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The purpose of this study was to examine how three Black female teachers and three White female teachers of kindergarten, first grade, and eighth grade understand the connections between their racial identity and their teaching practices . Specifically, it sought to understand how they experience their first awareness of racial difference and the influence their family, community, and school had on their construct of race. Also, how their preparation to teach reinforced, expanded, altered, or demystified their understanding of racial differences as a means to teach all children . The study used a phenomenologically based, lived experienced methodology to interview the six female teachers as they recalled, reflected, analyzed, described, and interpreted their ways of knowing and living in a racialized world. The study found the connections between the teachers' racial identities and their teaching practices lie in the attitudes and actions of their families and their reactions to dominant /oppressive beliefs that became part of their every day lived experiences . These experiences made these teachers classify and internalize these beliefs as truths or as myths. Also, their teacher education programs provided no teaching strategies and racial content to connect their experiential and analytical ways of knowing that bridged their racial identity and teaching practices.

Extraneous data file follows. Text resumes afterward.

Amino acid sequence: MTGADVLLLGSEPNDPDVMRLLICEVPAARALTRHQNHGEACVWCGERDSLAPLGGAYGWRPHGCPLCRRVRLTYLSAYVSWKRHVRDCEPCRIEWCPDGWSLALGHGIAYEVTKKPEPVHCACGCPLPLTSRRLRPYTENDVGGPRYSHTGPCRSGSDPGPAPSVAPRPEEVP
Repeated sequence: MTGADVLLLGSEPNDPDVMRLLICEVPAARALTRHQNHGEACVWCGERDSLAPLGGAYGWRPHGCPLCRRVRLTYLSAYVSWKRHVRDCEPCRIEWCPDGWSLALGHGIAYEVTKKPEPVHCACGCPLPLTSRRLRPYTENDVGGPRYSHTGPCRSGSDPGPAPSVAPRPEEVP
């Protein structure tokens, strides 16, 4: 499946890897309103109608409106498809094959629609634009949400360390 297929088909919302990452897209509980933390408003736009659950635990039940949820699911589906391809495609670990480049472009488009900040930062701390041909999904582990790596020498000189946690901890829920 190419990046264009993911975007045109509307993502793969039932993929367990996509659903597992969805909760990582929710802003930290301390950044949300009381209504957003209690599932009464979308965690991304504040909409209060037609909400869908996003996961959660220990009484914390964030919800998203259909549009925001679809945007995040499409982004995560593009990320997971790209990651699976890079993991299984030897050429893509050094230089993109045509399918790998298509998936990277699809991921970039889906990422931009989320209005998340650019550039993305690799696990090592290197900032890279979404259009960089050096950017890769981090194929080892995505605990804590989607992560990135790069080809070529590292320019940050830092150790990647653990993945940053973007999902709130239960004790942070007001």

Creative Commons License

Creative Commons Attribution-Noncommercial-No Derivative Works 3.0 License
This work is licensed under a Creative Commons Attribution-Noncommercial-No Derivative Works 3.0 License.



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